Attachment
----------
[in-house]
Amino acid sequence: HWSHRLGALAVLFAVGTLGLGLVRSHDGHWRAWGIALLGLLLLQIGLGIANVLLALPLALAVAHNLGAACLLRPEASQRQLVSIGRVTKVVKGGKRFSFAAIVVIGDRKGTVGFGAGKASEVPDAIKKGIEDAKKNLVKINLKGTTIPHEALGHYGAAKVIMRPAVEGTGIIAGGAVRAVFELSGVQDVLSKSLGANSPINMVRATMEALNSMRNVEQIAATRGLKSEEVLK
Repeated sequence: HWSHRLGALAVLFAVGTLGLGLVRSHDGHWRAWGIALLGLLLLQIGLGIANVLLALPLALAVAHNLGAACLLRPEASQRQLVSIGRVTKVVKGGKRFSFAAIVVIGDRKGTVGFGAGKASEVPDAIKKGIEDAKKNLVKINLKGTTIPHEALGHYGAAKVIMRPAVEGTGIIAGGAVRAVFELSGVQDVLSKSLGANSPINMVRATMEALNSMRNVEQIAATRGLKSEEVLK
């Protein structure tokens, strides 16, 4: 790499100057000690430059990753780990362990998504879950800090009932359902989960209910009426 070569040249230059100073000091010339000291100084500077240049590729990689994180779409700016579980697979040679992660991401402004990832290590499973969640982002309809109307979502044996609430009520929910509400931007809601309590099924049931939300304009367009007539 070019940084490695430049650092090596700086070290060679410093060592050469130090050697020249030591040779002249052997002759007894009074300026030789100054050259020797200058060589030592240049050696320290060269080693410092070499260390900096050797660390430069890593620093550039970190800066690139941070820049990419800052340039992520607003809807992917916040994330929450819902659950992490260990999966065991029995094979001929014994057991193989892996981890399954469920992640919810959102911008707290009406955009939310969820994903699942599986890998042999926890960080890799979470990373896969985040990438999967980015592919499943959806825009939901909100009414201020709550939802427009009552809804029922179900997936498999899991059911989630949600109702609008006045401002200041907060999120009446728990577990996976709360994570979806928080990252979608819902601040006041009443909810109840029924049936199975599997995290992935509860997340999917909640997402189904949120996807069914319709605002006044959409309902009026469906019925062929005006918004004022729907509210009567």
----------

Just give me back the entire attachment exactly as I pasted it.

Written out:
[in-house]
Amino acid sequence: HWSHRLGALAVLFAVGTLGLGLVRSHDGHWRAWGIALLGLLLLQIGLGIANVLLALPLALAVAHNLGAACLLRPEASQRQLVSIGRVTKVVKGGKRFSFAAIVVIGDRKGTVGFGAGKASEVPDAIKKGIEDAKKNLVKINLKGTTIPHEALGHYGAAKVIMRPAVEGTGIIAGGAVRAVFELSGVQDVLSKSLGANSPINMVRATMEALNSMRNVEQIAATRGLKSEEVLK
Repeated sequence: HWSHRLGALAVLFAVGTLGLGLVRSHDGHWRAWGIALLGLLLLQIGLGIANVLLALPLALAVAHNLGAACLLRPEASQRQLVSIGRVTKVVKGGKRFSFAAIVVIGDRKGTVGFGAGKASEVPDAIKKGIEDAKKNLVKINLKGTTIPHEALGHYGAAKVIMRPAVEGTGIIAGGAVRAVFELSGVQDVLSKSLGANSPINMVRATMEALNSMRNVEQIAATRGLKSEEVLK
């Protein structure tokens, strides 16, 4: 790499100057000690430059990753780990362990998504879950800090009932359902989960209910009426 070569040249230059100073000091010339000291100084500077240049590729990689994180779409700016579980697979040679992660991401402004990832290590499973969640982002309809109307979502044996609430009520929910509400931007809601309590099924049931939300304009367009007539 070019940084490695430049650092090596700086070290060679410093060592050469130090050697020249030591040779002249052997002759007894009074300026030789100054050259020797200058060589030592240049050696320290060269080693410092070499260390900096050797660390430069890593620093550039970190800066690139941070820049990419800052340039992520607003809807992917916040994330929450819902659950992490260990999966065991029995094979001929014994057991193989892996981890399954469920992640919810959102911008707290009406955009939310969820994903699942599986890998042999926890960080890799979470990373896969985040990438999967980015592919499943959806825009939901909100009414201020709550939802427009009552809804029922179900997936498999899991059911989630949600109702609008006045401002200041907060999120009446728990577990996976709360994570979806928080990252979608819902601040006041009443909810109840029924049936199975599997995290992935509860997340999917909640997402189904949120996807069914319709605002006044959409309902009026469906019925062929005006918004004022729907509210009567």